They based their work on numerous previous studies that reported on changes in taste acuity, taste quality, odor perception, food aversion, and xerostomia (dry mouth) causing taste alteration. Findings from these studies showed changes in taste acuity are dependent on the site of the tumor with head and neck patients reporting more complaints than do patients with other types of cancer such as breast or lung. The most prevalent taste alteration reported is the perception of a metallic or bitter taste, with red meat often cited as a cause. Another earlier study showed aversion to food is now occurring in as much as 55 percent of the patients receiving chemotherapy or radiotherapy.
From their review of the literature, the research team put together a listing of management strategies to improve taste and odor abnormalities for cancer patients. These include: avoiding the use of metallic silverware and reducing the consumption of foods that have a metallic or bitter taste such as red meat, coffee or tea. On the positive side, patients should increase their consumption of high-protein foods, add seasonings and spices to enhance flavors in some cases, practice good oral hygiene, and use agents such as sugar free gums and sour tasting drops to stimulate salivary secretion.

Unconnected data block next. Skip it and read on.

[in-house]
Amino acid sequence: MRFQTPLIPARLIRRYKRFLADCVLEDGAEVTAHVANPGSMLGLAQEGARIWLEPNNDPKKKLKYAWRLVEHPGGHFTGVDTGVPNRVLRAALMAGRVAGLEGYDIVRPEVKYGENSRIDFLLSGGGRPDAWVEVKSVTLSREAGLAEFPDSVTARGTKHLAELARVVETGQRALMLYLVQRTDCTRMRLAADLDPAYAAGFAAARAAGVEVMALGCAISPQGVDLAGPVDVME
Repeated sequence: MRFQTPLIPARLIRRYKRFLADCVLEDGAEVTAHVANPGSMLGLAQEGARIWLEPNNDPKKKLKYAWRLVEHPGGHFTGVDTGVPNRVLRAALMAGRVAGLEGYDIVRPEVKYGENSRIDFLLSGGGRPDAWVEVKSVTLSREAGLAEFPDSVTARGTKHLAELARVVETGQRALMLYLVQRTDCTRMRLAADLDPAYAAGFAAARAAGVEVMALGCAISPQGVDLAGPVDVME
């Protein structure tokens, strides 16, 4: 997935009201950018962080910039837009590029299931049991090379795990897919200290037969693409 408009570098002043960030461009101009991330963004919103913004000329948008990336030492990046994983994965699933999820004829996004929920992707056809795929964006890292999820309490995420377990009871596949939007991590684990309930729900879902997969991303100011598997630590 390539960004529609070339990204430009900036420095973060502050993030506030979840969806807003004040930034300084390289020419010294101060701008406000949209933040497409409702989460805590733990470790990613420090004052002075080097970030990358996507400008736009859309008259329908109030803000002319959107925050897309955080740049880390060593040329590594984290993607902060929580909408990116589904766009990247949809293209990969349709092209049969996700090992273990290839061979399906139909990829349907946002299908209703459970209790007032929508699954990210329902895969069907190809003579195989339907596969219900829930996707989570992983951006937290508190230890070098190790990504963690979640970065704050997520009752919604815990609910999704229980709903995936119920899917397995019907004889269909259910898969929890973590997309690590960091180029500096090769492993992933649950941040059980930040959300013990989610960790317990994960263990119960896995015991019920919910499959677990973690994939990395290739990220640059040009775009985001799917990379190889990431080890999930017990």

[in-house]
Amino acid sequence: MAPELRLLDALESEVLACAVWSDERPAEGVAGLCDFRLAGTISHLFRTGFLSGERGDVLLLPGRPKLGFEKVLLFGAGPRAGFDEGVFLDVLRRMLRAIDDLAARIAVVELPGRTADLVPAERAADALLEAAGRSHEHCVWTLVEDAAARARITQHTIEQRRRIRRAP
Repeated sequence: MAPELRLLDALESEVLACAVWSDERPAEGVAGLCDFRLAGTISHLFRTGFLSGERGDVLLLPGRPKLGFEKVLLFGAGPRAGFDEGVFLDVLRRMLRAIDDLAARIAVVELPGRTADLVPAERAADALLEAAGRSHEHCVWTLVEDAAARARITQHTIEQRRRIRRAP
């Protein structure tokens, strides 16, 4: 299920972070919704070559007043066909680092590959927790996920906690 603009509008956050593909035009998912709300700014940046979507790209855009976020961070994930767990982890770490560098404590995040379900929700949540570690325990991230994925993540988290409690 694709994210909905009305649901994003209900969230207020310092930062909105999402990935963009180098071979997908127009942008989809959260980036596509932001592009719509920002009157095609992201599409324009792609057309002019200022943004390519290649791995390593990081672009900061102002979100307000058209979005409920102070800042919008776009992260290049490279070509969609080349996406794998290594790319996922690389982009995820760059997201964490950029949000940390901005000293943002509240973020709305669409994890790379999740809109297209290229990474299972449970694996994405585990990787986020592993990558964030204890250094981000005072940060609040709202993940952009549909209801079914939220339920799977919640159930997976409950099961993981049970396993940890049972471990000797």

Dietrich explained their study of the literature, and synopsis of it, is meant to increase the recognition by oncologists and physicians of the disturbances cancer patients experience in their ability to taste and smell. "Oncologists who understand the types and causes of taste and olfactory abnormalities may be better prepared to discuss and empathize with these negative side effects," she and her colleagues concluded. And physicians could improve their relationships with their patients, sharing "possible mediation strategies," and directly affecting the recovery of patient
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